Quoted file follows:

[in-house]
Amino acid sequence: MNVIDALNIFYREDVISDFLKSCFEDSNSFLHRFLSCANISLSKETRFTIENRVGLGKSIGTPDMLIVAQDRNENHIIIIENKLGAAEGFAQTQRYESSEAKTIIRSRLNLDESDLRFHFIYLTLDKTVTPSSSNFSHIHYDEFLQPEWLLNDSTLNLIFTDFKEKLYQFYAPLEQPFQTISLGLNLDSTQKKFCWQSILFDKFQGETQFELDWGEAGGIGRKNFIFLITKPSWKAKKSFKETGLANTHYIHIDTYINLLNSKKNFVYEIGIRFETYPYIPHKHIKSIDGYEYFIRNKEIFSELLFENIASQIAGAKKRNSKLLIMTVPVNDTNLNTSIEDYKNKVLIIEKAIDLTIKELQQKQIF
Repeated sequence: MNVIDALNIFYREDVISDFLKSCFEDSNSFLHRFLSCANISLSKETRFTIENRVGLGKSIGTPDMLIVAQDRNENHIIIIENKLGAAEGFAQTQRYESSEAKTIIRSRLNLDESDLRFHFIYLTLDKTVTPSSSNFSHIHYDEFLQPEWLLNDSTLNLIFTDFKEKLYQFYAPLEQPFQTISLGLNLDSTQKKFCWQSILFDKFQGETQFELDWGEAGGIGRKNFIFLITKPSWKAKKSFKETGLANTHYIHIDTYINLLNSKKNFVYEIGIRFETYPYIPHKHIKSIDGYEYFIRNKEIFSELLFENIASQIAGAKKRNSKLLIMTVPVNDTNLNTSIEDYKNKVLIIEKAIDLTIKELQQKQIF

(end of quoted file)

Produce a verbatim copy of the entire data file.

[in-house]
Amino acid sequence: MNVIDALNIFYREDVISDFLKSCFEDSNSFLHRFLSCANISLSKETRFTIENRVGLGKSIGTPDMLIVAQDRNENHIIIIENKLGAAEGFAQTQRYESSEAKTIIRSRLNLDESDLRFHFIYLTLDKTVTPSSSNFSHIHYDEFLQPEWLLNDSTLNLIFTDFKEKLYQFYAPLEQPFQTISLGLNLDSTQKKFCWQSILFDKFQGETQFELDWGEAGGIGRKNFIFLITKPSWKAKKSFKETGLANTHYIHIDTYINLLNSKKNFVYEIGIRFETYPYIPHKHIKSIDGYEYFIRNKEIFSELLFENIASQIAGAKKRNSKLLIMTVPVNDTNLNTSIEDYKNKVLIIEKAIDLTIKELQQKQIF
Repeated sequence: MNVIDALNIFYREDVISDFLKSCFEDSNSFLHRFLSCANISLSKETRFTIENRVGLGKSIGTPDMLIVAQDRNENHIIIIENKLGAAEGFAQTQRYESSEAKTIIRSRLNLDESDLRFHFIYLTLDKTVTPSSSNFSHIHYDEFLQPEWLLNDSTLNLIFTDFKEKLYQFYAPLEQPFQTISLGLNLDSTQKKFCWQSILFDKFQGETQFELDWGEAGGIGRKNFIFLITKPSWKAKKSFKETGLANTHYIHIDTYINLLNSKKNFVYEIGIRFETYPYIPHKHIKSIDGYEYFIRNKEIFSELLFENIASQIAGAKKRNSKLLIMTVPVNDTNLNTSIEDYKNKVLIIEKAIDLTIKELQQKQIF